MINNEAPOLIS, MN, USA, November 29, 2021 /EINPresswire.com/ — Setting the global standards for e-discovery, the Electronic Discovery Reference Model (EDRM) is pleased to announce the release for public comment of its new EDRM Guidelines for E-Discovery Processing. The new publication is available for public comment before its release as final. Comments on this version will be accepted through December 15, 2021.
EDRM develops and promotes thought leadership, frameworks and best practices in e-discovery, with its engaged global community comprised of knowledgeable, multidisciplinary professionals. EDRM contributors continue to enhance e-discovery, privacy, security and information governance frameworks, processes and standards.
The Processing Guidelines Project is led by eDiscovery experts, EDRM Global Advisory Council Leaders and co-Trustees, John Tredennick, CEO of Merlin Search Technologies, Inc. and Craig Ball, of Craig D. Ball, PC. Tammy Dahl, ACP, CEDS of Mesch Clark Rothschild was the Assistant Editor and the Drafting Team included Christopher Cella, Aon, Tracyann Eggen, CommonSpirit Health, William Hamilton, University of Florida Levin School of Law, Oran Sears, Relativity, Sarai Shubert, iPRO and Jeffrey Wolff, ZyLAB. Organization names are provided for identification and not for any other purpose.
“Processing is enabling technology for data normalization for AI and machine learning, search indexing, rendering, redaction and other foundational elements for our technology enabled future,” says Mary Mack, EDRM chief legal technologist and CEO. “EDRM is grateful to the Processing Guidelines team, and in particular, to Craig Ball for allowing EDRM to adapt his wonderful work and to Craig and John for their leadership and collaboration.”
“Processing is an important but not always visible part of the EDRM workflow. If processing is not done properly, the rest of the process can fail, opening you to the expense of redoing later work if not sanctions from the court,” says John Tredennick. “Our mission was to provide guidelines on the legal industry’s needs for processing both to educate newcomers and to provide guidance for those looking to create or improve processing software.”
“Processing is the “black box” between preservation/collection and review/analysis. Although the Electronic Discovery Reference Model depicts Processing, Review and Analysis as parallel paths to Production, processing is an essential prerequisite—the sole road—to Review, Analysis and Production. Any way you approach e-discovery at scale, you must process ESI before you can review or analyze it,” says Craig Ball, adding, “Despite its pivotal posture, processing garners little attention. It’s something hardly anyone thinks about until it blows up.”
Per Craig Ball, “The most durable achievement of the EDRM is its establishment of a common vernacular for e-discovery. Our hope for the EDRM Processing Guidelines is that they will do the same for evidence processing by defining the common elements of a processing effort and equipping the legal community with a common argot, a vocabulary, to facilitate communication and comprehension.”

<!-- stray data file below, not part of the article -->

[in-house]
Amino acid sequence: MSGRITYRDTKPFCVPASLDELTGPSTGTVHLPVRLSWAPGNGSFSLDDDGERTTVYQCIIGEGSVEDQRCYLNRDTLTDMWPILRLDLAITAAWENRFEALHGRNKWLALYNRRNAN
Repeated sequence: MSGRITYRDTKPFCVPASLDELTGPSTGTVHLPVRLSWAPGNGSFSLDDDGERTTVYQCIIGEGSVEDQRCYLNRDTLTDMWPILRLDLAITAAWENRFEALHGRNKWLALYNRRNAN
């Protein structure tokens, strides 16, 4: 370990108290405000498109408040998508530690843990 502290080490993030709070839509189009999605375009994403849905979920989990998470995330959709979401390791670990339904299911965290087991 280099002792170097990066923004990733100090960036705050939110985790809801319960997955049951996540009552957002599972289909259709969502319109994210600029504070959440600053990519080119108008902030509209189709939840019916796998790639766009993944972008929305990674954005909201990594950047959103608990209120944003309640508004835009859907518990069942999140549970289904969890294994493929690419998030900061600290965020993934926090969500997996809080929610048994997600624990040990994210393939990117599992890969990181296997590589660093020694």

The global EDRM community is comprised of 33% corporations, 30% law firms and 23% software and service providers in 136 countries across six continents.
For those interested in learning more or commenting in real time, EDRM is hosting the Processing Guidelines Project during eDiscovery Week, December 1. Send your comments in writing to firstname.lastname@example.org, subject: Processing Guidelines. Download the EDRM Processing Guidelines here: https://edrm.net/active-projects/processing-specifications/.
About the EDRM Guidelines for E-Discovery Processing Project
The EDRM Guidelines for E-Discovery Processing draws from Craig Ball’s seminal work, “Processing in E-Discovery, A Primer (© Craig Ball, 2019), and focuses on the processing stage of the EDRM. The Guidelines were created to help elucidate this often-overlooked stage of the EDRM and were designed to help readers better understand the basic steps involved in processing and the needs of the legal professions at this stage. In that regard, these guidelines are addressed to those who (a) use processing products, (b) support these products, (c) processing products, and (d) are new to e-discovery and want to learn about the processing stage. Download the EDRM Processing Guidelines here: https://edrm.net/active-projects/processing-specifications/.
Empowering the global leaders of e-discovery, the Electronic Discovery Reference Model (EDRM) creates practical resources to improve e-discovery, privacy, security and information governance. Since 2005, EDRM has delivered leadership, standards, tools, guides and test datasets to improve best practices throughout the world. EDRM has an international presence in 136 countries and growing and an innovative support infrastructure for individuals, law firms, corporations and government organizations seeking to improve the practice and provision of data and legal discovery. Learn more about the EDRM today at EDRM.net.
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